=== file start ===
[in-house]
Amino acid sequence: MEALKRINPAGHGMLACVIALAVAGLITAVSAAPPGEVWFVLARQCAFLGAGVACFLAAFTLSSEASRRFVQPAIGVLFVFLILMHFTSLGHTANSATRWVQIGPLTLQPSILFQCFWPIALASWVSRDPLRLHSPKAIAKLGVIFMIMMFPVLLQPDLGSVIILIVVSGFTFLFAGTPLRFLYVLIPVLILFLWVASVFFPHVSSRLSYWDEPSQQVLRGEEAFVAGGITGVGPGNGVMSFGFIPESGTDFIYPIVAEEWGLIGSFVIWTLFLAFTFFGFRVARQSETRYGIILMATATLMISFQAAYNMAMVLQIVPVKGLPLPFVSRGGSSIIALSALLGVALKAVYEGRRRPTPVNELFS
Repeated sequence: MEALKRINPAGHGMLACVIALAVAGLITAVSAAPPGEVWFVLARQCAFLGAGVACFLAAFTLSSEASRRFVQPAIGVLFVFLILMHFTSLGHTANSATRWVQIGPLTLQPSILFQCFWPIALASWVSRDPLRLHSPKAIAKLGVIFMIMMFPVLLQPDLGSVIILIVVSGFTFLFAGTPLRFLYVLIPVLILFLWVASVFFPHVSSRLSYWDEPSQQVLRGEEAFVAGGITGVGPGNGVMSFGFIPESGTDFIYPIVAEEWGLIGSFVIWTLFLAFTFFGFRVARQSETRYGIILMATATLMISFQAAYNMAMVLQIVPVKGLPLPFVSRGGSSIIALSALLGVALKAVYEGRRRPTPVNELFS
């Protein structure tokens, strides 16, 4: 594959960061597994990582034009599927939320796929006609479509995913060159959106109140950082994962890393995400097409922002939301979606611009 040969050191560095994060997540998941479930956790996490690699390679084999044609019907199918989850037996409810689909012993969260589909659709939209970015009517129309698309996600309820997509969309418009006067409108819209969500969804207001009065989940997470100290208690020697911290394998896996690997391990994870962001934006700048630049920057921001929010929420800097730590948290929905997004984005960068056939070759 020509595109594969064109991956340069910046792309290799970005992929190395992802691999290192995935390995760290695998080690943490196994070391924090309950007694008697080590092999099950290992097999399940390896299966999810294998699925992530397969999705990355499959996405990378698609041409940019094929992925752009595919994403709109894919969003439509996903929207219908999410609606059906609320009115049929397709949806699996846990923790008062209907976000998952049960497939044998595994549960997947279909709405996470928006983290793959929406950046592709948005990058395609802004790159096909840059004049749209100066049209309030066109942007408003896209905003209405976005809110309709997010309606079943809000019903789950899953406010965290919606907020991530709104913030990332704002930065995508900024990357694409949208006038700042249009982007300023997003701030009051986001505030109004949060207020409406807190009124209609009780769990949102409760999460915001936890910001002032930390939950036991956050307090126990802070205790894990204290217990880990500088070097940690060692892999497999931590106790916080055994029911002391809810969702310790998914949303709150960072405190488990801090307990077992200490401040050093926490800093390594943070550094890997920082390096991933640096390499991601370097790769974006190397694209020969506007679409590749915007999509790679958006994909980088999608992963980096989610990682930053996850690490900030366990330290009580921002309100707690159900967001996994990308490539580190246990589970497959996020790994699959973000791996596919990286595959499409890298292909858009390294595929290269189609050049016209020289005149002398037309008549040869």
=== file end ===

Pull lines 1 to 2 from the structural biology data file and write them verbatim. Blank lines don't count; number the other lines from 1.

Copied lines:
[in-house]
Amino acid sequence: MEALKRINPAGHGMLACVIALAVAGLITAVSAAPPGEVWFVLARQCAFLGAGVACFLAAFTLSSEASRRFVQPAIGVLFVFLILMHFTSLGHTANSATRWVQIGPLTLQPSILFQCFWPIALASWVSRDPLRLHSPKAIAKLGVIFMIMMFPVLLQPDLGSVIILIVVSGFTFLFAGTPLRFLYVLIPVLILFLWVASVFFPHVSSRLSYWDEPSQQVLRGEEAFVAGGITGVGPGNGVMSFGFIPESGTDFIYPIVAEEWGLIGSFVIWTLFLAFTFFGFRVARQSETRYGIILMATATLMISFQAAYNMAMVLQIVPVKGLPLPFVSRGGSSIIALSALLGVALKAVYEGRRRPTPVNELFS